† Lower corporate taxes: Many economists call for cutting the average 35 percent federal corporate tax rate to make the U.S. more competitive in a global economy. The average tax rate in Europe is 23 percent. Chris Edwards, senior fellow at the conservative Cato Institute, calls cutting the rate to 25 percent “the single best thing we could do” to grow jobs. Obama has said he wants to reduce tax rates while eliminating loopholes and deductions.
Trimming the rate to 22 percent would cost the government $81 billion in lost revenue but create 350,000 manufacturing jobs directly by 2019 as it prompts U.S. and foreign companies to open factories here instead of overseas, the Milken Institute says. An additional 1.7 million jobs would be added as benefits ripple through the economy, Milken says.
† Add workers, at a discount: If you want to boost sales, cut the price. That’s basically the idea behind a tax credit for each new employee a business hires over its staffing level the previous year. To make an impact, the government should offer a per-employee credit of $10,000 as well as 10 percent of increased wages for two years, says Michael Greenstone, a senior fellow at the Brookings Institution.
† Give states a helping hand: Since early 2010, budget-crunched state and local governments have cut 425,000 jobs even while private employers have added 2.3 million. States face budget shortfalls totaling $103 billion in the current fiscal year, helping to force an additional 300,000 state and local layoffs by the end of 2012, according to the Center for Budget and Policy Priorities and Mark Zandi, chief economist at Moody’s Analytics.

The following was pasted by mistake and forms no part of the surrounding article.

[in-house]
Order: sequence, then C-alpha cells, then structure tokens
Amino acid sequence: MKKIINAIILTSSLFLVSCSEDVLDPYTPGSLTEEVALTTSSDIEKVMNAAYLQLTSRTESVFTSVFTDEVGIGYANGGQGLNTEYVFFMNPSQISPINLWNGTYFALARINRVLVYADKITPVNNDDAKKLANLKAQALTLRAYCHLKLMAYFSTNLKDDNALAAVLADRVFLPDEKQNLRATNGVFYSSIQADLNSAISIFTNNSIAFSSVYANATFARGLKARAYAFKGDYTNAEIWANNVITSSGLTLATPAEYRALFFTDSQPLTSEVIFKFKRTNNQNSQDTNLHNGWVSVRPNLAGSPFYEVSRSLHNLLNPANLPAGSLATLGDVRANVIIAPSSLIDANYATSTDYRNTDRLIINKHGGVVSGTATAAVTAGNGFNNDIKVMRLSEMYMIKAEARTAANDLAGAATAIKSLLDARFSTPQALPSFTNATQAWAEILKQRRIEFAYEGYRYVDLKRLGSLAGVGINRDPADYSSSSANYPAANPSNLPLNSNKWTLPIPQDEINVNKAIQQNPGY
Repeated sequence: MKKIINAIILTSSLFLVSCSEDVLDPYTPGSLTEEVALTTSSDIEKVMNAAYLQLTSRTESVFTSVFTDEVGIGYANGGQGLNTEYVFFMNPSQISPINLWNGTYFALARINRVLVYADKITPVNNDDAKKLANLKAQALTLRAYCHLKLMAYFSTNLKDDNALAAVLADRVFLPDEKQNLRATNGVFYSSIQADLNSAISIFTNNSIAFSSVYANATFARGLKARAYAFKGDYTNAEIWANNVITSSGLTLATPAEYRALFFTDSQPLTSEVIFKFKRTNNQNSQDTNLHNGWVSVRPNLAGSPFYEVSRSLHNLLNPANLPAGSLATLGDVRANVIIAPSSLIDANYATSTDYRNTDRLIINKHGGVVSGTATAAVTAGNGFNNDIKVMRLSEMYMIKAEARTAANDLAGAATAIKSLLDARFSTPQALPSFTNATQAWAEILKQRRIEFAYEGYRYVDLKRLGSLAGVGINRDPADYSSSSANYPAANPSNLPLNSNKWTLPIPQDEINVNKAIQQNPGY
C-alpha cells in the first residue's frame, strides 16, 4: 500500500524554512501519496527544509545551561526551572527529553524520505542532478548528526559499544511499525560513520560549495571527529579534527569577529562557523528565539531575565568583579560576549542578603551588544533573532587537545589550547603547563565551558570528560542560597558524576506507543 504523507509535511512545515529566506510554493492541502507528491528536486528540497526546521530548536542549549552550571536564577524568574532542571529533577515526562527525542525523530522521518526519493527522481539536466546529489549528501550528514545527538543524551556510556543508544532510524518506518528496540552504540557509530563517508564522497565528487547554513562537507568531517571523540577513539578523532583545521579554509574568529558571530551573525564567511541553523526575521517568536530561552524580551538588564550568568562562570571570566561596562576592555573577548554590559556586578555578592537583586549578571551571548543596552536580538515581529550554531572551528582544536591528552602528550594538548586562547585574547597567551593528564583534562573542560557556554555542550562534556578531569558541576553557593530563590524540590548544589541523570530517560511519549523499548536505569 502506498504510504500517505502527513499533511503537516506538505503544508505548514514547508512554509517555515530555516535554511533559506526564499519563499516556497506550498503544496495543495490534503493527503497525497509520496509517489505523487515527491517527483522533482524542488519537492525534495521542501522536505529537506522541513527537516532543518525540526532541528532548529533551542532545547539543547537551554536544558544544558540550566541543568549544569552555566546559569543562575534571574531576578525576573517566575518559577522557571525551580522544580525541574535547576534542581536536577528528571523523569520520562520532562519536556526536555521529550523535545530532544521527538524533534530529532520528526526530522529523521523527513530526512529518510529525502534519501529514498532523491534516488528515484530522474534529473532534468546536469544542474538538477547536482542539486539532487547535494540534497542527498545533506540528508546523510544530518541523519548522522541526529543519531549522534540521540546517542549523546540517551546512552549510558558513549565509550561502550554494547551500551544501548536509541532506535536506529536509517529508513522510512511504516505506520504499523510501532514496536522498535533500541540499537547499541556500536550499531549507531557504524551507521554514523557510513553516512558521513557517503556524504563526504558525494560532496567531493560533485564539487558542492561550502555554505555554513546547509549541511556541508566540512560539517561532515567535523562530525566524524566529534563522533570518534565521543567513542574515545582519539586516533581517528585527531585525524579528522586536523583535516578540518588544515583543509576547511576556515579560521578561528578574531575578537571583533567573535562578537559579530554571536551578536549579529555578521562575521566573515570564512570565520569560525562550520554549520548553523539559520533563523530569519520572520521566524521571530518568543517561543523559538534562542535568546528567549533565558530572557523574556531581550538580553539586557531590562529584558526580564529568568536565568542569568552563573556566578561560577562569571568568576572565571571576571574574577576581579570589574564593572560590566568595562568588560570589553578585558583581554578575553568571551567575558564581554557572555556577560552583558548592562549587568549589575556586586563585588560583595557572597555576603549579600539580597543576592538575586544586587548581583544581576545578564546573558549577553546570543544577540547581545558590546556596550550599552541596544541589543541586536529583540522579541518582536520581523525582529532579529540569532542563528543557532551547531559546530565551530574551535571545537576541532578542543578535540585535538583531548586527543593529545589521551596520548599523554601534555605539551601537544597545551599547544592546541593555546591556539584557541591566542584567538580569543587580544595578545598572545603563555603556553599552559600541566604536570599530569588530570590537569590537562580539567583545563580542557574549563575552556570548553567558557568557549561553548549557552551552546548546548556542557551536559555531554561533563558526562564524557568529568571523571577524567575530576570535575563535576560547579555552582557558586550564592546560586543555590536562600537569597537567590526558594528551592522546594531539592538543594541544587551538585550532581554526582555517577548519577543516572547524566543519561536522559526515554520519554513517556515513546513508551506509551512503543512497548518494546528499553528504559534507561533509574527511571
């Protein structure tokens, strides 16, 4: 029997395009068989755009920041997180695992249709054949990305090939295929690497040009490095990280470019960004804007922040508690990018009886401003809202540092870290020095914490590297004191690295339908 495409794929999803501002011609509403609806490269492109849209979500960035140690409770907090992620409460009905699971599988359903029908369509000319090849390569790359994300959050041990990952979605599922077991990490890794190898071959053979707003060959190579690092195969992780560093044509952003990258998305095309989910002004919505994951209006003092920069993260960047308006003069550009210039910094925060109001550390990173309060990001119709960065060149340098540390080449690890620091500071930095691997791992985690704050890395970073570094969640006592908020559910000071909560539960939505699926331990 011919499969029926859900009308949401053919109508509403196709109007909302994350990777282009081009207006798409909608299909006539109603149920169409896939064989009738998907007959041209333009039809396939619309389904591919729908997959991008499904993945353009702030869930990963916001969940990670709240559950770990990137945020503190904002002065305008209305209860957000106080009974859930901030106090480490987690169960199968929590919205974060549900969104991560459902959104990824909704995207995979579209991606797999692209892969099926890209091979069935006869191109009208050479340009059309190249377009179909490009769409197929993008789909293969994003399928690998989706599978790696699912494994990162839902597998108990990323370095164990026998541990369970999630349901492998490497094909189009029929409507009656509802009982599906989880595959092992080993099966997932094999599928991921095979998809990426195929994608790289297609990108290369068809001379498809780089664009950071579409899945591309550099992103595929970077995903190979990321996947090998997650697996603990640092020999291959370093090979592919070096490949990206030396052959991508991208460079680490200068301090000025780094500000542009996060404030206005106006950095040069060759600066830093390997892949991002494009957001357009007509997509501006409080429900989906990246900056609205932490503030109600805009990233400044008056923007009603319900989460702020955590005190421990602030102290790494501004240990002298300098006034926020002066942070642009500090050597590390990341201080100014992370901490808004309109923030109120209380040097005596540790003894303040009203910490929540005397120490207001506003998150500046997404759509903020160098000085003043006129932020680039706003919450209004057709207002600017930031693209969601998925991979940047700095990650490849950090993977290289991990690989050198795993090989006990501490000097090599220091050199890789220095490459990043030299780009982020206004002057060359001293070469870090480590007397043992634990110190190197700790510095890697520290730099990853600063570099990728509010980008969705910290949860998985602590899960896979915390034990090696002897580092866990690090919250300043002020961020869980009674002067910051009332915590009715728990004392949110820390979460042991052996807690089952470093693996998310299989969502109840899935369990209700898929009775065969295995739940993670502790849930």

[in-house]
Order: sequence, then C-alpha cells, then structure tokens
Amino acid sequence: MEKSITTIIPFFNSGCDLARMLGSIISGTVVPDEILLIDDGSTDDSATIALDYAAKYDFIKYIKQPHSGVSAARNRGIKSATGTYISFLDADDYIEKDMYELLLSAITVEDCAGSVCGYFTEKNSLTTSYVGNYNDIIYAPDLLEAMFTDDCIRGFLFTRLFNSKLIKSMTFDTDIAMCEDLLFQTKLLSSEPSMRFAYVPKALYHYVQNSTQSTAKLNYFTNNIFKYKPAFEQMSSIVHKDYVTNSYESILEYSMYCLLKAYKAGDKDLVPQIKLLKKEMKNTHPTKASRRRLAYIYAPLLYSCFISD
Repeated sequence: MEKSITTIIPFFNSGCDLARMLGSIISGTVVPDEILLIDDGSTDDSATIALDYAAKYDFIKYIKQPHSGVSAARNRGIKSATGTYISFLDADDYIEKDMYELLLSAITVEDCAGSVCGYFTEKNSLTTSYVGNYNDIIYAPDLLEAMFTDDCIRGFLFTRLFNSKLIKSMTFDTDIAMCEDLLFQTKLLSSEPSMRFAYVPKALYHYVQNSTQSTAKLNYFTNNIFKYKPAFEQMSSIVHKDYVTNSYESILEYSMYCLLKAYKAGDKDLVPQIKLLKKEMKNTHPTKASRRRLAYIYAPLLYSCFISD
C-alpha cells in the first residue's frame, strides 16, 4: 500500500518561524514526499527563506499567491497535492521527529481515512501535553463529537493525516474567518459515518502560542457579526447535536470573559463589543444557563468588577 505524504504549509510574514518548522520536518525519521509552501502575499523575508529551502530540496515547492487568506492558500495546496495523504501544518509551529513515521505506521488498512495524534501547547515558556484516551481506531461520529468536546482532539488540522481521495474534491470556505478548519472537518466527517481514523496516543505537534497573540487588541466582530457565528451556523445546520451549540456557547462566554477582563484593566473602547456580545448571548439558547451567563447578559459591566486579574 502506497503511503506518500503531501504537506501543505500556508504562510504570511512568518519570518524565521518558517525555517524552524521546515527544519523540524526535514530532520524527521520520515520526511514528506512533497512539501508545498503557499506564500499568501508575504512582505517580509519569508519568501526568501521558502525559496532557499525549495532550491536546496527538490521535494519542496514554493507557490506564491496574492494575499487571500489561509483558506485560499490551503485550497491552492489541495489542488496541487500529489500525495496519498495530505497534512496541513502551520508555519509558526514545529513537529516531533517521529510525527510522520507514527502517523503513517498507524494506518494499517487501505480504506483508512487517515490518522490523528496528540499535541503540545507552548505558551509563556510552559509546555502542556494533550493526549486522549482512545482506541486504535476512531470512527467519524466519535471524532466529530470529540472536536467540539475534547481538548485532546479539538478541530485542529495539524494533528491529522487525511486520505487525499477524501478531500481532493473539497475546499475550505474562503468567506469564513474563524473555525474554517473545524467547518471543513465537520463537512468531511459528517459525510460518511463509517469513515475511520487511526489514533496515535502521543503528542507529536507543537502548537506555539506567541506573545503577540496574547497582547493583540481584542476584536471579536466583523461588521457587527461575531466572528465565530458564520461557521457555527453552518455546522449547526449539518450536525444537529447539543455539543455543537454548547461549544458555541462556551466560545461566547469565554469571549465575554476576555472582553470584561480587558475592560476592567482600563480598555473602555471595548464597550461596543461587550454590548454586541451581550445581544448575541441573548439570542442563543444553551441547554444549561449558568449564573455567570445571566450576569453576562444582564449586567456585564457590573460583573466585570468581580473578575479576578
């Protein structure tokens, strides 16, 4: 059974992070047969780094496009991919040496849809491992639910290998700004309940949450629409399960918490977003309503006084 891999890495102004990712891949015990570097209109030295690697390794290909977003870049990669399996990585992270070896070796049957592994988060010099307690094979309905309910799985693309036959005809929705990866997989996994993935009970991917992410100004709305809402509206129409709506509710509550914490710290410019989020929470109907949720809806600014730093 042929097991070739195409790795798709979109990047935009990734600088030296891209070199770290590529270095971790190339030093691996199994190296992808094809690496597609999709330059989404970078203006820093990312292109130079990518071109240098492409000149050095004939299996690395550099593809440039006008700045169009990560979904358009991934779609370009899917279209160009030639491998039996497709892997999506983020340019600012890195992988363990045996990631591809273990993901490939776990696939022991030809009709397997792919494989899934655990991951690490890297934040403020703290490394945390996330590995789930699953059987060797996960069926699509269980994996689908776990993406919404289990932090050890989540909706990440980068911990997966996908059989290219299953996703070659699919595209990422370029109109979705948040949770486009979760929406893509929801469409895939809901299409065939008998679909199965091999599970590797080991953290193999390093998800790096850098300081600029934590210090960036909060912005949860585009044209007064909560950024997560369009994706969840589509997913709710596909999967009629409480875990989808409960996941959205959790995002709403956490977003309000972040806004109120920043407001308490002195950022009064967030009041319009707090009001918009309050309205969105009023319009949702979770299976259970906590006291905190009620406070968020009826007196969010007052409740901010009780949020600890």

The government could provide up to $20 billion to states to save about 200,000 teaching and other government jobs.
† Share jobs to save jobs: Perhaps the least expensive way to bolster payrolls is through work sharing, a program that encourages employers to avoid layoffs by cutting all workers’ hours instead. For example, instead of laying off 20 percent of its staff, a company could trim all workers’ hours by 20 percent. The government then would make up half the workers’ lost pay with unemployment insurance — so it’s basically a wash or a small expense for state and federal coffers.
† Train the jobless: At least part of the reason for the high jobless rate is that many laid-off construction and manufacturing workers, for example, lack the skills for growing jobs in heath care and technology. Thirty percent of companies surveyed by McKinsey Global Institute say they have had positions unfilled for six months or longer.
Darlene Miller, CEO of Permac Industries and a member of Obama’s Jobs and Competitiveness Council, is helping spearhead a 16-week course in advanced manufacturing at two Minnesota colleges. Officials hope to expand the initiative across the country in three to six months, Miller says.
The council, she says, also wants to help schools graduate 10,000 more engineering students each year to meet a dire shortage of engineers. The panel aims to raise $100 million in private funding for scholarships, launch a media campaign to trumpet engineering careers and encourage schools with high graduation rates to share their strategies.
† Cut red tape: The Chamber of Commerce calls regulatory roadblocks that delay construction, environmental and other permits “the most significant obstacles to new hiring.”
The McKinsey Insititue says “inconsistent and sometimes lengthy” reviews can add months or years to project development, discouraging foreign firms from locating in the U.S.
Susan Lund, McKinsey’s research head, says the government should allow one-stop shopping so companies can secure various permits from a single agency as well as enterprise zones in which many permits would be pre-approved.
Gannett News Service with Sun-Times staff